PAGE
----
Maryland: Meanwhile, MD's All-Payer system was just expanded quite a bit.
I admit to not knowing a whole lot about how Maryland's "All-Payer" system works aside from every payer (Medicare, Medicaid, private insurance) having to pay the same amount for the same services at a given hospital. Here's a general summary from Wikipedia:
All-payer rate setting is a price setting mechanism in which all third parties pay the same price for services at a given hospital. The system does not imply that charges are the same for every hospital. It can be used to increase the market power of payers (such as private and/or public insurance companies) to mitigate inflation in health care costs. All-payer characteristics are found in the health systems of France, Germany, Japan, and the Netherlands. Maryland also uses such a model.
Since the late 1970s, Maryland has operated an all-payer system for hospital services. An independent commission establishes the rate structure for each hospital. That eliminated hospital cost shifting across payers and spread more equitably the costs of uncompensated care and medical education and limited cost growth, but per capita Medicare hospital costs are among the country's highest. It appears that the system eliminated price competition between hospitals and led them to divert high-cost patients to alternative settings, where prices remained unregulated.
Medicare's participation in the system is authorized by the Social Security Act and is tied to a growth limit in payment per admission. The Medicare waiver created incentives to increase the volume of services. Medicare pays higher rates for hospital services in Maryland than it does under the national prospective payment systems.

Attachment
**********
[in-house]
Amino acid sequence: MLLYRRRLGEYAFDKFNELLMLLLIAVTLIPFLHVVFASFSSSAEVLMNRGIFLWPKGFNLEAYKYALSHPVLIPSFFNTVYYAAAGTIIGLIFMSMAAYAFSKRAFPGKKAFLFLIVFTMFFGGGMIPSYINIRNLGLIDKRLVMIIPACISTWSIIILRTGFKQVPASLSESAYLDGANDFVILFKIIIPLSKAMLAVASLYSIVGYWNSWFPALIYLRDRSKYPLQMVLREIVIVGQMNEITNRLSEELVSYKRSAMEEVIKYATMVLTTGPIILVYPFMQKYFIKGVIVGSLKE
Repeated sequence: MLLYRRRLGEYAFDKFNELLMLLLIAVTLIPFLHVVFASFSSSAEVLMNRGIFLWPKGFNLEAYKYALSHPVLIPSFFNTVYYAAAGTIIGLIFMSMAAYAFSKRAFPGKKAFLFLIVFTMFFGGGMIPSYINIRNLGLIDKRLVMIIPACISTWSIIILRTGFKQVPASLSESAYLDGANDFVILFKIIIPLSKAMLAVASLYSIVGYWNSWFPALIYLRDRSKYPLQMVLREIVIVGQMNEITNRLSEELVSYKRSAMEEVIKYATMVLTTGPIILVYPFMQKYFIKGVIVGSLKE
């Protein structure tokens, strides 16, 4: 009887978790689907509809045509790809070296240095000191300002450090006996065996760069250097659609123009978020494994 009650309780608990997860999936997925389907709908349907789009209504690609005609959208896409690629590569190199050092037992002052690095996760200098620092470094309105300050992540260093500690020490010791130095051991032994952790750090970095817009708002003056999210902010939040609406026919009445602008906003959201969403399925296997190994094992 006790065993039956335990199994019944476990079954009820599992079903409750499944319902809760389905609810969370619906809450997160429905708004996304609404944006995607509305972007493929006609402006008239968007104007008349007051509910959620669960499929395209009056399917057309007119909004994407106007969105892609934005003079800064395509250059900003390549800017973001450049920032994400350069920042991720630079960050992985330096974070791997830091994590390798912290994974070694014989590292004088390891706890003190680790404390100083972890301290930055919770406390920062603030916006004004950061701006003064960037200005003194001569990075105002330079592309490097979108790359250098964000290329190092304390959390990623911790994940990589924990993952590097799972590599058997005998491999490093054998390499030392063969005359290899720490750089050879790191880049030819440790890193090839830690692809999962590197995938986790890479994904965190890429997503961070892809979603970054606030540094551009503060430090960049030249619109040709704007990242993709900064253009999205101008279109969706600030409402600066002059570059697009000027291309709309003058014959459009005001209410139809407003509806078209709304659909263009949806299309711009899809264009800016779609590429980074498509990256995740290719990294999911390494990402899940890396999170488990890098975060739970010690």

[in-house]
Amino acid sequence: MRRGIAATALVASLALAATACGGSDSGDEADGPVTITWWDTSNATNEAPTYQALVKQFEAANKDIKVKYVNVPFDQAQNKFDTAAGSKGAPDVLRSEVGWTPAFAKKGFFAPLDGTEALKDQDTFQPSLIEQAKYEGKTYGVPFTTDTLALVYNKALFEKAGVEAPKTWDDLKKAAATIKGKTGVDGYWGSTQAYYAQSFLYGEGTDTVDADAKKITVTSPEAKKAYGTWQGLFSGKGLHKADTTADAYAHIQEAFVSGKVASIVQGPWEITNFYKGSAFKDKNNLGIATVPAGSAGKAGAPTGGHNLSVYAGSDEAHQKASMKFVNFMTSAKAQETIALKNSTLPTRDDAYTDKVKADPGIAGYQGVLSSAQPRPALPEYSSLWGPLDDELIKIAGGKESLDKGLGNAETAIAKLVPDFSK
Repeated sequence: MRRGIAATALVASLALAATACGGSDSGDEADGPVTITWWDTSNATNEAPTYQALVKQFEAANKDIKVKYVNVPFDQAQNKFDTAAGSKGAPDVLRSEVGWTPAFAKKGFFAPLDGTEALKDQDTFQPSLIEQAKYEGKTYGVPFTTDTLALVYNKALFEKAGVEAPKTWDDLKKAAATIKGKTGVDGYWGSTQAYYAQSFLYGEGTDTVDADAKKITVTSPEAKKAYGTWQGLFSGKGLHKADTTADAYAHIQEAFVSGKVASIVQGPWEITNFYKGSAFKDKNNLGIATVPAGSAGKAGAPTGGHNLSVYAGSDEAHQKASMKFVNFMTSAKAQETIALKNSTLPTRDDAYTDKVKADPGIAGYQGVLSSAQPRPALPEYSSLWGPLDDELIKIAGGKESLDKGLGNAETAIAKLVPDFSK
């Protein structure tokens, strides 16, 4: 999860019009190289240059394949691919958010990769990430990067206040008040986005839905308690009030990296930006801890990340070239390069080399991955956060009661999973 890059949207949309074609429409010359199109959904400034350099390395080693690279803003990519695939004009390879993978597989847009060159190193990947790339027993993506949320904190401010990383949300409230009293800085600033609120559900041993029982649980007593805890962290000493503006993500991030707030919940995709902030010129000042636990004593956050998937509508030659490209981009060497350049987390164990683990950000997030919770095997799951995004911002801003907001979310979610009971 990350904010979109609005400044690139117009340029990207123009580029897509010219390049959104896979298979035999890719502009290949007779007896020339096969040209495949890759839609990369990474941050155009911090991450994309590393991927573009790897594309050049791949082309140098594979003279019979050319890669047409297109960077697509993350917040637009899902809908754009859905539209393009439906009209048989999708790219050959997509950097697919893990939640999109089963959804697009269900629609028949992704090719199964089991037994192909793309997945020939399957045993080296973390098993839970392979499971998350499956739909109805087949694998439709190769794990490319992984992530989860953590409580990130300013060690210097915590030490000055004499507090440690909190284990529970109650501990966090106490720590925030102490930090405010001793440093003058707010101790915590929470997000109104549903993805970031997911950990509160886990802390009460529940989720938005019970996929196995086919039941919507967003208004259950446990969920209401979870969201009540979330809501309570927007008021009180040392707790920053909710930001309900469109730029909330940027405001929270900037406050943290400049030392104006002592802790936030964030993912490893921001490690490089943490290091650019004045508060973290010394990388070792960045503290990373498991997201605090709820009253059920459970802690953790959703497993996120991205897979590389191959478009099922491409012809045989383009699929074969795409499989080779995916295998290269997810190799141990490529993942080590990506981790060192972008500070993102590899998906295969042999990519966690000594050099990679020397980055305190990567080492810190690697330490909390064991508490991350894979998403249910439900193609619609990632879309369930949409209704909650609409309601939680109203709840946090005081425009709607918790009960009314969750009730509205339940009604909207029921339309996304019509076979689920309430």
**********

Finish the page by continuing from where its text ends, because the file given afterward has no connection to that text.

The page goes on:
On January 10, 2014, the Centers for Medicare and Medicaid Services(CMS) and the State announced a new model that will focus on overall per capita expenditures for hospital services as well as on improvements in the quality of care and population health outcomes. For 5 years beginning in 2014, Maryland will limit the growth of per capita hospital costs to the lesser of 3.58% or 0.5% less than the actual national growth rate for 2015 through 2018. The change is forecast to save Medicare at least $330 million. 3.58% is Maryland's historical 10-year growth rate of per capita gross state product.
OK, that's where things stood until yesterday, when GOP Governor Larry Hogan signed a new all-payer bill into law:
Governor Larry Hogan, together with Seema Verma, Administrator of the federal Centers for Medicare and Medicaid Services (CMS), today signed and officially enacted Maryland’s Total Cost of Care All-Payer Model, known as the “Maryland Model,” in a signing ceremony at the Maryland State House.
Governor Hogan and Administrator Verma were joined by Maryland Department of Health Secretary Robert Neall, Senate President Thomas V. “Mike” Miller, Speaker of the House Michael Busch, as well as numerous healthcare industry representatives and advocates. The Maryland Model is an innovative approach to healthcare provider payment that is unique to Maryland and made possible via a contract between CMS and the state. The new model contract is expected to provide an additional $300 million in savings per year by 2023, totaling $1 billion in savings over five years.